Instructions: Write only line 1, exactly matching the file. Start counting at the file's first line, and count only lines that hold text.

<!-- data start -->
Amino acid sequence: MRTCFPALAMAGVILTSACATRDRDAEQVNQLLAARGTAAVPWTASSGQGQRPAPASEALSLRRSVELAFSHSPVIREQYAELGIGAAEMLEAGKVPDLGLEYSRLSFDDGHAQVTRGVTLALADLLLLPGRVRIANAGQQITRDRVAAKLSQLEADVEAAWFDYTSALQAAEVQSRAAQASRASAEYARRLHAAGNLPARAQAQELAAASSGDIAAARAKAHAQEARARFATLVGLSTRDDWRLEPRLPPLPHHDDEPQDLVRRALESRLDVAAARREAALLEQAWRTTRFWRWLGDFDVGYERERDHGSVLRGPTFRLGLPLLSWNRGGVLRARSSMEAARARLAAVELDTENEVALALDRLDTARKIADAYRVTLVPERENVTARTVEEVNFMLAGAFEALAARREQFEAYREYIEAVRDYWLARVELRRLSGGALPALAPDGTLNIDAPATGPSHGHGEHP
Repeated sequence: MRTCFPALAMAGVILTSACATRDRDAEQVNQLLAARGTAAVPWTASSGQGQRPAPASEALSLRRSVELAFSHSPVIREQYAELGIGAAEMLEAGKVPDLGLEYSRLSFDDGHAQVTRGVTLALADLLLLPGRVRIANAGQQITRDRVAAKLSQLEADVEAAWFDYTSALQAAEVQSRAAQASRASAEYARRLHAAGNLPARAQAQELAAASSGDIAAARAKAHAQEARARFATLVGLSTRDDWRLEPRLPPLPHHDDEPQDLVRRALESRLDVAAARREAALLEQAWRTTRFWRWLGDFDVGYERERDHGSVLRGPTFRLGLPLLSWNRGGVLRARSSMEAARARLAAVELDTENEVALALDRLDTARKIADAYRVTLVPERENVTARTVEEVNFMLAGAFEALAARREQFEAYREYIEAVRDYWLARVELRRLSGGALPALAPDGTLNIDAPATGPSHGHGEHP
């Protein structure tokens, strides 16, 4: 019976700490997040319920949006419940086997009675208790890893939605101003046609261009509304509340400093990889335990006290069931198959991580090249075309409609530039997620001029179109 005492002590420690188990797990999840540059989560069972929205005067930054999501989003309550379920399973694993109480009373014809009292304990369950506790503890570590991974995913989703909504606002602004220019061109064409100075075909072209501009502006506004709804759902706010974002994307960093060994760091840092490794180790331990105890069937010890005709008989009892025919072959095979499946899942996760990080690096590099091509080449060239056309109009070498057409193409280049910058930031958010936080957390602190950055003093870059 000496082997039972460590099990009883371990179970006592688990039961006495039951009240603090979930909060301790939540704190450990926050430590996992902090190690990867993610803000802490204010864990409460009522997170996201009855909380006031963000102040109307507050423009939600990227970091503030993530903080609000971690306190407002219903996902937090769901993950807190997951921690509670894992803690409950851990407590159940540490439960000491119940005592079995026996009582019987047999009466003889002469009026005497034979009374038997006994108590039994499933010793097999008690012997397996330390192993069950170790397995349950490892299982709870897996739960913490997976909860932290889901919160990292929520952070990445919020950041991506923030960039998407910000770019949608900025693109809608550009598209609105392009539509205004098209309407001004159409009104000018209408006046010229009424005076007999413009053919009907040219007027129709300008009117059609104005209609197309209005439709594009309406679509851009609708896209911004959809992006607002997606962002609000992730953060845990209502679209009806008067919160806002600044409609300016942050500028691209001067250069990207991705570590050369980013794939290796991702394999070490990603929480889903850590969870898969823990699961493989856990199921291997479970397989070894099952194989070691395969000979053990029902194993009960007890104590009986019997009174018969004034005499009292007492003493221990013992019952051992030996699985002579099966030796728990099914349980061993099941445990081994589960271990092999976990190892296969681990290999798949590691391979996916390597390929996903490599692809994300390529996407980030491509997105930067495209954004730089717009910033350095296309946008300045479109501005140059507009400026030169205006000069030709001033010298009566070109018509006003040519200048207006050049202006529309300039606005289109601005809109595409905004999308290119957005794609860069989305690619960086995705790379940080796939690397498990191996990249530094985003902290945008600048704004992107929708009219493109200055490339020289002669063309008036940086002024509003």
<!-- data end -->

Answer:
Amino acid sequence: MRTCFPALAMAGVILTSACATRDRDAEQVNQLLAARGTAAVPWTASSGQGQRPAPASEALSLRRSVELAFSHSPVIREQYAELGIGAAEMLEAGKVPDLGLEYSRLSFDDGHAQVTRGVTLALADLLLLPGRVRIANAGQQITRDRVAAKLSQLEADVEAAWFDYTSALQAAEVQSRAAQASRASAEYARRLHAAGNLPARAQAQELAAASSGDIAAARAKAHAQEARARFATLVGLSTRDDWRLEPRLPPLPHHDDEPQDLVRRALESRLDVAAARREAALLEQAWRTTRFWRWLGDFDVGYERERDHGSVLRGPTFRLGLPLLSWNRGGVLRARSSMEAARARLAAVELDTENEVALALDRLDTARKIADAYRVTLVPERENVTARTVEEVNFMLAGAFEALAARREQFEAYREYIEAVRDYWLARVELRRLSGGALPALAPDGTLNIDAPATGPSHGHGEHP